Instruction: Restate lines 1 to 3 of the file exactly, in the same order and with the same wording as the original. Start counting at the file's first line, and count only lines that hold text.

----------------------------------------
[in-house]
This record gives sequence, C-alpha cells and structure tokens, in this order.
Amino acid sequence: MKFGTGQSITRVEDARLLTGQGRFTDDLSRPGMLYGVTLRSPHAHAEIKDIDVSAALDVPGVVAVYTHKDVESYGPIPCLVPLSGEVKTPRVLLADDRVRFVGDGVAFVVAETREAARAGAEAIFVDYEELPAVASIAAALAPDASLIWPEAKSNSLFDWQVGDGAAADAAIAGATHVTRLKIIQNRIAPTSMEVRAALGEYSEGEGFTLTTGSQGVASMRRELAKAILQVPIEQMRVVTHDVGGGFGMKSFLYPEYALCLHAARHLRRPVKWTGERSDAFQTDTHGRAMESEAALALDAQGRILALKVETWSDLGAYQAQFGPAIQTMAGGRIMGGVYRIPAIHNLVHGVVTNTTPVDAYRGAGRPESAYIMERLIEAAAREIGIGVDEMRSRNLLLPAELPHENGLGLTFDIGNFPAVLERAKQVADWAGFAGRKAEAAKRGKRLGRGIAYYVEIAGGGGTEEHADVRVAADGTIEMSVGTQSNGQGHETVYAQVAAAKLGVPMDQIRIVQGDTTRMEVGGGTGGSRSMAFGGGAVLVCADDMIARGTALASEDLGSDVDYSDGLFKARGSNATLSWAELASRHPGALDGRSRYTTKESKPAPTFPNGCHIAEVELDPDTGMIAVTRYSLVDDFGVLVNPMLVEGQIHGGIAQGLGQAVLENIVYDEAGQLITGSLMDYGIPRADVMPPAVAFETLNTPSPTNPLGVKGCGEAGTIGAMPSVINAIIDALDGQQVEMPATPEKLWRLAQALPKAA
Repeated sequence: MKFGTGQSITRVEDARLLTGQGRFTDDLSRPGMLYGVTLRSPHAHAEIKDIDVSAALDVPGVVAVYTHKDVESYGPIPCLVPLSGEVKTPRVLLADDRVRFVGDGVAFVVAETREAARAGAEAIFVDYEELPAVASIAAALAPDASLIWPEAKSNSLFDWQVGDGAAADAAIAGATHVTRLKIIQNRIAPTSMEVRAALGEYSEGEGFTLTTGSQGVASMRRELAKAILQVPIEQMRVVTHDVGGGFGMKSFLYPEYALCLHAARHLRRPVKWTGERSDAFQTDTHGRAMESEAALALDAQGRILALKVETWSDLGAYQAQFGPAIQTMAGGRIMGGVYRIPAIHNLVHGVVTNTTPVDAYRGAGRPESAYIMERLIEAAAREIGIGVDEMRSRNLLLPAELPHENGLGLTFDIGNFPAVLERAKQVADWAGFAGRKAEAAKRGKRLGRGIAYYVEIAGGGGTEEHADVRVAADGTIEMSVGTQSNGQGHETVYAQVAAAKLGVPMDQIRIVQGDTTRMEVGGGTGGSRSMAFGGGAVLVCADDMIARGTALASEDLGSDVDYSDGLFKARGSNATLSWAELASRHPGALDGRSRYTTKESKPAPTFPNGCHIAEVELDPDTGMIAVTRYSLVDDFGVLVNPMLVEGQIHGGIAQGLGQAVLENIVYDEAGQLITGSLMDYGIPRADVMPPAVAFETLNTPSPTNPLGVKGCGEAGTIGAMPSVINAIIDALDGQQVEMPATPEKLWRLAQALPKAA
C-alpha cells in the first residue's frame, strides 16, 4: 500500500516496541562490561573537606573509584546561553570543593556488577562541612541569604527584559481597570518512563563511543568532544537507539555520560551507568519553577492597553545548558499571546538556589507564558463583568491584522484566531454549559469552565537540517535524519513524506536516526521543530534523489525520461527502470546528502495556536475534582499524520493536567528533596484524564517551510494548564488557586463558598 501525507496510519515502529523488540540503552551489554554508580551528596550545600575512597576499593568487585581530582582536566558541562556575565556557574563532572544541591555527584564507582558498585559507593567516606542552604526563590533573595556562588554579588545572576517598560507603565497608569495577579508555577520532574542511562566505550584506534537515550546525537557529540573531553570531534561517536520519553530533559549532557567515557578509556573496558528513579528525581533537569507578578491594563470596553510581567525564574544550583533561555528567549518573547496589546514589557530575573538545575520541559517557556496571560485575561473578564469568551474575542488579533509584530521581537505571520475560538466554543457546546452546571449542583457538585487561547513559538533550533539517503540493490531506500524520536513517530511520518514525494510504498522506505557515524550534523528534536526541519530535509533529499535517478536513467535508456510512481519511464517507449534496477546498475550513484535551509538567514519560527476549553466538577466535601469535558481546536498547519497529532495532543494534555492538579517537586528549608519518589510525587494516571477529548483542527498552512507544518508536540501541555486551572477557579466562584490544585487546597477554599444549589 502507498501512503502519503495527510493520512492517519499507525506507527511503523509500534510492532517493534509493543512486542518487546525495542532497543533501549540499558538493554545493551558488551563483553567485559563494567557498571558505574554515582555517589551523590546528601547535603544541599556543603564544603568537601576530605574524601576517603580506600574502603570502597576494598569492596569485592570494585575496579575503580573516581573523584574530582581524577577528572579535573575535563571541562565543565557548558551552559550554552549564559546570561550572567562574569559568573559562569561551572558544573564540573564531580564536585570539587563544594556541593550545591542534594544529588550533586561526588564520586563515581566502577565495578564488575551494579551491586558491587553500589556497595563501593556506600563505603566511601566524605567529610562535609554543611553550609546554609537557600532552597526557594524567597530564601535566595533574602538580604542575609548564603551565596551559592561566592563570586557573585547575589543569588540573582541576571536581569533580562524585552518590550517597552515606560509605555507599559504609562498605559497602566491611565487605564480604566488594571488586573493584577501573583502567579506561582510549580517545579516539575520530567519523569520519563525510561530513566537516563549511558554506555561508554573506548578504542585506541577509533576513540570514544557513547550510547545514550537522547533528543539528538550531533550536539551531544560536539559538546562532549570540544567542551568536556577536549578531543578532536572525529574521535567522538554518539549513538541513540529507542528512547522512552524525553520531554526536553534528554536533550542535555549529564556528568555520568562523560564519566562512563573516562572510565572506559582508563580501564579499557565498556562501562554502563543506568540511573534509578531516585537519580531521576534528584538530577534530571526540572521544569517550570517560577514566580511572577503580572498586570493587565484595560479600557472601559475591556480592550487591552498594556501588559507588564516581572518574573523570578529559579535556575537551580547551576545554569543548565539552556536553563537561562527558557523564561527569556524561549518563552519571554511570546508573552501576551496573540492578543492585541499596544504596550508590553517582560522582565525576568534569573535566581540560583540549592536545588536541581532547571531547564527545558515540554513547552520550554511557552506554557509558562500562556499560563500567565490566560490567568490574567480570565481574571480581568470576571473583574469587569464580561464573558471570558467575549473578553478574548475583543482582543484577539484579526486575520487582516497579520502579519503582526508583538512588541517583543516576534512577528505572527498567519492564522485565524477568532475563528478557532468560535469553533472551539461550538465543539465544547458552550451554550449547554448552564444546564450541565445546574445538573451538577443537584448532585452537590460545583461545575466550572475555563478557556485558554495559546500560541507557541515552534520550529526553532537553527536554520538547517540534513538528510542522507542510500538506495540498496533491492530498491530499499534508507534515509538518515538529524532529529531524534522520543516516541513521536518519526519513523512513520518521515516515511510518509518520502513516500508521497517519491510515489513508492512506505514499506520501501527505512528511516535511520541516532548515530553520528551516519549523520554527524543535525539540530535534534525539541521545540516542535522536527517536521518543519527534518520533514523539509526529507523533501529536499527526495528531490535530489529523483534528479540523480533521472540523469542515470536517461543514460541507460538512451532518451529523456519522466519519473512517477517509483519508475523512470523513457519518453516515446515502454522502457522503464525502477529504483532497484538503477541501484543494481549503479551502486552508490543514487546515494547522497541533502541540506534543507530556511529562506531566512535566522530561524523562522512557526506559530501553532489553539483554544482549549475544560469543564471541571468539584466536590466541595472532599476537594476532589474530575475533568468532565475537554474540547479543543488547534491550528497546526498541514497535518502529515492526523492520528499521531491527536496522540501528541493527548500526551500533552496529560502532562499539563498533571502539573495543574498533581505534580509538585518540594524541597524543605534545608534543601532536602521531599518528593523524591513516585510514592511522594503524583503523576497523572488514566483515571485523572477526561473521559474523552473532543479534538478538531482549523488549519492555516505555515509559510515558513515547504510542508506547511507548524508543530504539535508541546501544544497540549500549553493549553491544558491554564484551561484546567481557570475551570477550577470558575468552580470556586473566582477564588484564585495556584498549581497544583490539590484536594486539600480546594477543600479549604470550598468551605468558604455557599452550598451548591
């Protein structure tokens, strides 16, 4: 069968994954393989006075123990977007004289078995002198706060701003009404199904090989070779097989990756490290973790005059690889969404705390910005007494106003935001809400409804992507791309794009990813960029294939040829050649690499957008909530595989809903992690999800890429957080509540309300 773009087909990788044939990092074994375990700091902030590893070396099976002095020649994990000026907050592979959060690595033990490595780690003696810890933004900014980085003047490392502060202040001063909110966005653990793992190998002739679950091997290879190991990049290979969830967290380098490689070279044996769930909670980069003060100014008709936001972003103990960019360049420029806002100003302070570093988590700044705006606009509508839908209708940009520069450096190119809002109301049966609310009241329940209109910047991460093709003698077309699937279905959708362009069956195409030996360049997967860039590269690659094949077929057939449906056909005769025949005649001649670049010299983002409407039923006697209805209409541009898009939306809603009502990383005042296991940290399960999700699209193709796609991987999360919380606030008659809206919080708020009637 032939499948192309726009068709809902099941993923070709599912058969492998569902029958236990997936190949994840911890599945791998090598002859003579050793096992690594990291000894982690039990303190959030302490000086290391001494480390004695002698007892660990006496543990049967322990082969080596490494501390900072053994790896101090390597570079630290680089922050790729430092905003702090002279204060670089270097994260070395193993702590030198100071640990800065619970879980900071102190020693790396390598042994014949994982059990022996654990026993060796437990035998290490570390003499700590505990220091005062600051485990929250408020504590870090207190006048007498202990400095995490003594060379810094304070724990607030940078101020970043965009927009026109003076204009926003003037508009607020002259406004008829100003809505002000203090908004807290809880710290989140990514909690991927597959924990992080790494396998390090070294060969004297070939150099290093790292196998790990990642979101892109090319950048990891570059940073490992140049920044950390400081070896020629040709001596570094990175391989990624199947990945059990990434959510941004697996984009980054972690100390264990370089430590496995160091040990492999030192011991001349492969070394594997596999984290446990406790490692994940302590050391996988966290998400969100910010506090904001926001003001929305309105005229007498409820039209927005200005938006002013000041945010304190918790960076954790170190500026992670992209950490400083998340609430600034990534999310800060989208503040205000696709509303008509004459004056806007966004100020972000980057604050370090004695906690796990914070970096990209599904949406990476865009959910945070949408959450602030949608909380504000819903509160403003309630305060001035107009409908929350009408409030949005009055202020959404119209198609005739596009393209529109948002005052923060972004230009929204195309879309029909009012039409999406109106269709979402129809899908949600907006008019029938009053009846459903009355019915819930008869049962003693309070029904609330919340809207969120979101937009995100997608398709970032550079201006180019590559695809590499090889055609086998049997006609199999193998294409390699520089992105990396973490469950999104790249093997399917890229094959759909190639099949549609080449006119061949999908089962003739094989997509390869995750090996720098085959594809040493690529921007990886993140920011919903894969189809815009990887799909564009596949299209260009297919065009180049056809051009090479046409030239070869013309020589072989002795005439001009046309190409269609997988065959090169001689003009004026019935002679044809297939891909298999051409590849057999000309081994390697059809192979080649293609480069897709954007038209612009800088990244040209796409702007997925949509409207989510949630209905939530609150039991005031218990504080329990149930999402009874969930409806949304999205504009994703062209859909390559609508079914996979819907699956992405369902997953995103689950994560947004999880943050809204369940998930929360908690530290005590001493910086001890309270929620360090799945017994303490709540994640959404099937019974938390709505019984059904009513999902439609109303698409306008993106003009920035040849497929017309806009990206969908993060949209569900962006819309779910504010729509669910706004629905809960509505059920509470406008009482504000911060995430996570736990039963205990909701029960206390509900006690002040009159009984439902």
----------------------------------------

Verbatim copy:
[in-house]
This record gives sequence, C-alpha cells and structure tokens, in this order.
Amino acid sequence: MKFGTGQSITRVEDARLLTGQGRFTDDLSRPGMLYGVTLRSPHAHAEIKDIDVSAALDVPGVVAVYTHKDVESYGPIPCLVPLSGEVKTPRVLLADDRVRFVGDGVAFVVAETREAARAGAEAIFVDYEELPAVASIAAALAPDASLIWPEAKSNSLFDWQVGDGAAADAAIAGATHVTRLKIIQNRIAPTSMEVRAALGEYSEGEGFTLTTGSQGVASMRRELAKAILQVPIEQMRVVTHDVGGGFGMKSFLYPEYALCLHAARHLRRPVKWTGERSDAFQTDTHGRAMESEAALALDAQGRILALKVETWSDLGAYQAQFGPAIQTMAGGRIMGGVYRIPAIHNLVHGVVTNTTPVDAYRGAGRPESAYIMERLIEAAAREIGIGVDEMRSRNLLLPAELPHENGLGLTFDIGNFPAVLERAKQVADWAGFAGRKAEAAKRGKRLGRGIAYYVEIAGGGGTEEHADVRVAADGTIEMSVGTQSNGQGHETVYAQVAAAKLGVPMDQIRIVQGDTTRMEVGGGTGGSRSMAFGGGAVLVCADDMIARGTALASEDLGSDVDYSDGLFKARGSNATLSWAELASRHPGALDGRSRYTTKESKPAPTFPNGCHIAEVELDPDTGMIAVTRYSLVDDFGVLVNPMLVEGQIHGGIAQGLGQAVLENIVYDEAGQLITGSLMDYGIPRADVMPPAVAFETLNTPSPTNPLGVKGCGEAGTIGAMPSVINAIIDALDGQQVEMPATPEKLWRLAQALPKAA